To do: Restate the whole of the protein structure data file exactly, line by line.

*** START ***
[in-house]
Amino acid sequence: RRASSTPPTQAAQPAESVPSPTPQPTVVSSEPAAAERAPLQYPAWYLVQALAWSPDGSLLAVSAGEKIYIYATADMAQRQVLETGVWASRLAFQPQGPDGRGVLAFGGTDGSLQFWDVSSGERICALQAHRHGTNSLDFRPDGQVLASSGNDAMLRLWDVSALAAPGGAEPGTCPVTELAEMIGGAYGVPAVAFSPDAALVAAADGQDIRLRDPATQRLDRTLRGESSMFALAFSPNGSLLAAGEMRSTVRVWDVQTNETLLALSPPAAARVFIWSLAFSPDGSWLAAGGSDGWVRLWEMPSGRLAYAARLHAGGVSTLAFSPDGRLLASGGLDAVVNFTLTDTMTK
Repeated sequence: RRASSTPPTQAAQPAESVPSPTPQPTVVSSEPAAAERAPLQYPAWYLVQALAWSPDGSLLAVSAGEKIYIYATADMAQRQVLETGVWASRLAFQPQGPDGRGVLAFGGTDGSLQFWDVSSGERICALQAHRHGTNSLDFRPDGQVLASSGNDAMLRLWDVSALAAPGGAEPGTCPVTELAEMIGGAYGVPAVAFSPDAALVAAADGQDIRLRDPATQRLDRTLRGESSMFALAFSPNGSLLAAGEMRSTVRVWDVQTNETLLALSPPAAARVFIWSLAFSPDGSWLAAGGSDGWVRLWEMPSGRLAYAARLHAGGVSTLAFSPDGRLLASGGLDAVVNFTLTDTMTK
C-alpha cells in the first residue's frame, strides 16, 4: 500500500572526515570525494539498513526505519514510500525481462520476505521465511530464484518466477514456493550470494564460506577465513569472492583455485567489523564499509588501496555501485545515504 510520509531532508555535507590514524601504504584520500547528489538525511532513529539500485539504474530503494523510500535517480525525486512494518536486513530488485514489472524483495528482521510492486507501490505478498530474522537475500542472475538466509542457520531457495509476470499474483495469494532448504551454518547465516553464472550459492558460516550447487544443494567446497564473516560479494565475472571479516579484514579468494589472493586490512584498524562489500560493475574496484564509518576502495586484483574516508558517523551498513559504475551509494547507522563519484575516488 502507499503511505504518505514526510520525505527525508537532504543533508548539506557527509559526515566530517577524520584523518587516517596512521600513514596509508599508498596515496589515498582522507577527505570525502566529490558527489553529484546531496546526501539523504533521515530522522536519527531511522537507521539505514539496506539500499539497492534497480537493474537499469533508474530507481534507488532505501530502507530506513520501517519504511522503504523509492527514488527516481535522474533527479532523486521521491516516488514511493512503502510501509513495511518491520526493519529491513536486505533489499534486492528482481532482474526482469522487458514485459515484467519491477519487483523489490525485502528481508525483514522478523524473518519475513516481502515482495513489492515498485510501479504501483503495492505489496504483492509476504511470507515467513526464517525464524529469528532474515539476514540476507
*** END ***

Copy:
[in-house]
Amino acid sequence: RRASSTPPTQAAQPAESVPSPTPQPTVVSSEPAAAERAPLQYPAWYLVQALAWSPDGSLLAVSAGEKIYIYATADMAQRQVLETGVWASRLAFQPQGPDGRGVLAFGGTDGSLQFWDVSSGERICALQAHRHGTNSLDFRPDGQVLASSGNDAMLRLWDVSALAAPGGAEPGTCPVTELAEMIGGAYGVPAVAFSPDAALVAAADGQDIRLRDPATQRLDRTLRGESSMFALAFSPNGSLLAAGEMRSTVRVWDVQTNETLLALSPPAAARVFIWSLAFSPDGSWLAAGGSDGWVRLWEMPSGRLAYAARLHAGGVSTLAFSPDGRLLASGGLDAVVNFTLTDTMTK
Repeated sequence: RRASSTPPTQAAQPAESVPSPTPQPTVVSSEPAAAERAPLQYPAWYLVQALAWSPDGSLLAVSAGEKIYIYATADMAQRQVLETGVWASRLAFQPQGPDGRGVLAFGGTDGSLQFWDVSSGERICALQAHRHGTNSLDFRPDGQVLASSGNDAMLRLWDVSALAAPGGAEPGTCPVTELAEMIGGAYGVPAVAFSPDAALVAAADGQDIRLRDPATQRLDRTLRGESSMFALAFSPNGSLLAAGEMRSTVRVWDVQTNETLLALSPPAAARVFIWSLAFSPDGSWLAAGGSDGWVRLWEMPSGRLAYAARLHAGGVSTLAFSPDGRLLASGGLDAVVNFTLTDTMTK
C-alpha cells in the first residue's frame, strides 16, 4: 500500500572526515570525494539498513526505519514510500525481462520476505521465511530464484518466477514456493550470494564460506577465513569472492583455485567489523564499509588501496555501485545515504 510520509531532508555535507590514524601504504584520500547528489538525511532513529539500485539504474530503494523510500535517480525525486512494518536486513530488485514489472524483495528482521510492486507501490505478498530474522537475500542472475538466509542457520531457495509476470499474483495469494532448504551454518547465516553464472550459492558460516550447487544443494567446497564473516560479494565475472571479516579484514579468494589472493586490512584498524562489500560493475574496484564509518576502495586484483574516508558517523551498513559504475551509494547507522563519484575516488 502507499503511505504518505514526510520525505527525508537532504543533508548539506557527509559526515566530517577524520584523518587516517596512521600513514596509508599508498596515496589515498582522507577527505570525502566529490558527489553529484546531496546526501539523504533521515530522522536519527531511522537507521539505514539496506539500499539497492534497480537493474537499469533508474530507481534507488532505501530502507530506513520501517519504511522503504523509492527514488527516481535522474533527479532523486521521491516516488514511493512503502510501509513495511518491520526493519529491513536486505533489499534486492528482481532482474526482469522487458514485459515484467519491477519487483523489490525485502528481508525483514522478523524473518519475513516481502515482495513489492515498485510501479504501483503495492505489496504483492509476504511470507515467513526464517525464524529469528532474515539476514540476507